A group of young people appear to have kidnapped another young man and tortured him. The suspects reference the victim’s race and alleged support for a recently elected politician as they assault him and force him to drink toilet water, kiss the floor, and repeat several phrases. All of this appears to have been done at knifepoint. The attack was broadcast live on Facebook, and the victim is mentally challenged.
The Chicago Police Department has declined to presume that this act was motivated by race or political ideology as of yet, although many on social media are screaming for it to be investigated as such.
According to my understanding of hate crimes and what I saw with my own two eyes in several video clips floating around the internet, the criminal act perpetrated could indeed be considered a hate crime.
But according to my moral compass, it should not be. This is because there should be no such thing as a hate crime at all, and I have two main reasons for this. The first is that convicting criminals based on their racial or ideological motivation embodies the same violation as committing a crime based on someone’s race or ideology. Like the eye-for-an-eye justice system of old, using discrimination to fight discrimination is hypocritical and barbaric. We are individuals, not members of subjective social groups. And neither our beliefs nor our physical features (nor those of our victims) should excuse or exaggerate our unwarranted acts of violence. If a man kills another man because he hates his success, he is a murderer. If he kills another man because he hates that man’s skin color, he is a murderer too. The particular motivation one has for harming his fellow man is irrelevant. If we want people to treat others as equals regardless of what pointless category they fall under, we should start at the authoritarian levels of government and police by abolishing the legal legitimacy of hate crimes.
The second reason is that hate is not a crime. Hate is your right. You are free to love the Red Sox and hate the Yankees. You are free to love chocolate and hate vanilla. You are free to love Rihanna and hate Beyoncé. And you are free to love Bernie Sanders and hate Donald Trump. You are also free to feel nothing or have mixed feelings about anything previously mentioned.
Associating an emotion, something humans should not be expected to control or encouraged to suppress, with a criminal act is on par with the thought policing of George Orwell’s 1984. While thoughts and feelings are not the same, both generally come to us involuntarily. We can choose to sit down and think about something, and we can stimulate our emotions as actors do when filming dramatic scenes. But for the most part, what pops in your head or your heart is not up to you. The world around us arouses our thoughts and feelings. If we see a malnourished puppy, we feel sad. If we smell a favorite stew, we remember our grandmother’s house where we used to eat it. The world comes first. We just react to it.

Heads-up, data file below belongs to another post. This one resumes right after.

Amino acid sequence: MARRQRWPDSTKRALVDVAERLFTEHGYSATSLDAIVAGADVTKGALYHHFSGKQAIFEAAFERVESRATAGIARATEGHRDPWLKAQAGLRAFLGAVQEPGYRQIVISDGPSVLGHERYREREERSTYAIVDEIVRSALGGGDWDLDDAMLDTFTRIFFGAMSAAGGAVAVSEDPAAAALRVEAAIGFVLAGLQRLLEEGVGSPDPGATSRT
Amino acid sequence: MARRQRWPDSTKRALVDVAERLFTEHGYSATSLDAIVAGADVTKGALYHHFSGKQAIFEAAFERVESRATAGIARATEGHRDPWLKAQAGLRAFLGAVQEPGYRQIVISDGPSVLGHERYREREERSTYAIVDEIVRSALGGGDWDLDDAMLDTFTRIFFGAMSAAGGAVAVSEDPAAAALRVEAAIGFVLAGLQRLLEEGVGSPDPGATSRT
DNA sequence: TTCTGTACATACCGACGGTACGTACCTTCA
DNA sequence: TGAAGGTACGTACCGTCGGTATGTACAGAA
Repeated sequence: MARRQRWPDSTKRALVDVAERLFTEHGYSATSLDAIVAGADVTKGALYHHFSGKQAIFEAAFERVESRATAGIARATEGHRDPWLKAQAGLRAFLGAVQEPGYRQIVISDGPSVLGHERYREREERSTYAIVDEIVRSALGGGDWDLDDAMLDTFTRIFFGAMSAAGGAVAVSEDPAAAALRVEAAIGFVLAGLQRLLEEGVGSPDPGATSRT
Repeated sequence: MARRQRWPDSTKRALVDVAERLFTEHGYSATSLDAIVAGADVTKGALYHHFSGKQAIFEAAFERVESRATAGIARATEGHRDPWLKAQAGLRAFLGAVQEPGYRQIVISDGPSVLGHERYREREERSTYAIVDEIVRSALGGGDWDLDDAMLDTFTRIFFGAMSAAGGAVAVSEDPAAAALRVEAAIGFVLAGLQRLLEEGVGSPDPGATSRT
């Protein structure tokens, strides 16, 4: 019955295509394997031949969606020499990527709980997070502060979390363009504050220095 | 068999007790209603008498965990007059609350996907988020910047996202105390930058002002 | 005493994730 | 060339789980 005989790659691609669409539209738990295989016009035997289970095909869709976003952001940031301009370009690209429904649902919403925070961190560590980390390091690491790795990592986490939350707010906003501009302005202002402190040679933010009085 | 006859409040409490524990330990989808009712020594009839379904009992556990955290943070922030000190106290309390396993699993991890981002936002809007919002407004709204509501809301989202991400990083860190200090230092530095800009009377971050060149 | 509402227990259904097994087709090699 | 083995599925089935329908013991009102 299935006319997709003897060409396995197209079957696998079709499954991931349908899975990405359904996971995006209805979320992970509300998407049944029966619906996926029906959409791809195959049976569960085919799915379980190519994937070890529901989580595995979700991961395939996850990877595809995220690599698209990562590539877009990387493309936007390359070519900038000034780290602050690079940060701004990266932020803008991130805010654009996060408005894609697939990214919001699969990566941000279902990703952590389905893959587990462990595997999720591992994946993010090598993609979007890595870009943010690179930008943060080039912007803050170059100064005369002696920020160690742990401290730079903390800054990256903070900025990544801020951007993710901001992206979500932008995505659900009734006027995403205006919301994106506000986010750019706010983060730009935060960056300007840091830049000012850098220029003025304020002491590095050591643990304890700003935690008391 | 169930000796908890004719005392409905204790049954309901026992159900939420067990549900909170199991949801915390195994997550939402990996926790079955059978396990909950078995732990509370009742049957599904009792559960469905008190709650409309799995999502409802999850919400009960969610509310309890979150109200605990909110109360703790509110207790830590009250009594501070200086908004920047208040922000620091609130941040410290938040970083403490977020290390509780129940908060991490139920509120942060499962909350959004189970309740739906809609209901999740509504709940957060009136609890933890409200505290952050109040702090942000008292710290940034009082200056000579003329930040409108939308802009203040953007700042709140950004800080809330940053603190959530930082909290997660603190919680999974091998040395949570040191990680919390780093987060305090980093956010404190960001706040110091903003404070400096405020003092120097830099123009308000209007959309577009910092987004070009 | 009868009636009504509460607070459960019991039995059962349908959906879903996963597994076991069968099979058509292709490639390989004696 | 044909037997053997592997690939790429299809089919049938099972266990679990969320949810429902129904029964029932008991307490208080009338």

While racist thoughts and feelings and the like are deplorable, they are not criminal. We cannot be held accountable for that which we cannot control, and we can never be held accountable for our thoughts or feelings as depraved and misplaced as they may be. It is our actions that we must be expected to control. And that is why a racist crime is no better and no worse than a crime of a non-racist variety. It is the action, not the accompanying thought or feeling that violates another man’s rights.
If one assaults another and references his shirt, and one assaults another and references his eye shape, two equal assaults have been committed.
If one vandalizes the property of another and leaves swastikas behind, and one vandalizes the property of another and leaves nothing behind, two equal acts of property damage have been committed.
If one becomes enraged and kills another because of his preferred flavor of ice cream, and one becomes enraged and kills another because of his preferred sexual partner, two equal acts of murder have been committed.
Let’s stop policing undesirable thoughts, so we can do a better job of policing inhumane actions.